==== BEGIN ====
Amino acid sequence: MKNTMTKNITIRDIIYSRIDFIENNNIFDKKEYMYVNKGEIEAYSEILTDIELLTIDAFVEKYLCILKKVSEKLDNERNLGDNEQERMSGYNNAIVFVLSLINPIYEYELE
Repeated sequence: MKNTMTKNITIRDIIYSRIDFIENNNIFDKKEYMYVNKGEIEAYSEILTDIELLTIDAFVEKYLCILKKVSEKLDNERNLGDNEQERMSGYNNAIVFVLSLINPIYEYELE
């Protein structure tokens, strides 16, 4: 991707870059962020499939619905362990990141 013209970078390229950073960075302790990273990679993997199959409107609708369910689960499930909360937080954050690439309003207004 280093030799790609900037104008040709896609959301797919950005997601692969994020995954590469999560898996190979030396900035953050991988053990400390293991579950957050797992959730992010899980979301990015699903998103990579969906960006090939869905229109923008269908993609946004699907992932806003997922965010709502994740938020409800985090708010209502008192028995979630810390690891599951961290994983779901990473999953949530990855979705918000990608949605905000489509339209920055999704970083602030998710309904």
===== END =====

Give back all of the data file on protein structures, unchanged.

Amino acid sequence: MKNTMTKNITIRDIIYSRIDFIENNNIFDKKEYMYVNKGEIEAYSEILTDIELLTIDAFVEKYLCILKKVSEKLDNERNLGDNEQERMSGYNNAIVFVLSLINPIYEYELE
Repeated sequence: MKNTMTKNITIRDIIYSRIDFIENNNIFDKKEYMYVNKGEIEAYSEILTDIELLTIDAFVEKYLCILKKVSEKLDNERNLGDNEQERMSGYNNAIVFVLSLINPIYEYELE
């Protein structure tokens, strides 16, 4: 991707870059962020499939619905362990990141 013209970078390229950073960075302790990273990679993997199959409107609708369910689960499930909360937080954050690439309003207004 280093030799790609900037104008040709896609959301797919950005997601692969994020995954590469999560898996190979030396900035953050991988053990400390293991579950957050797992959730992010899980979301990015699903998103990579969906960006090939869905229109923008269908993609946004699907992932806003997922965010709502994740938020409800985090708010209502008192028995979630810390690891599951961290994983779901990473999953949530990855979705918000990608949605905000489509339209920055999704970083602030998710309904």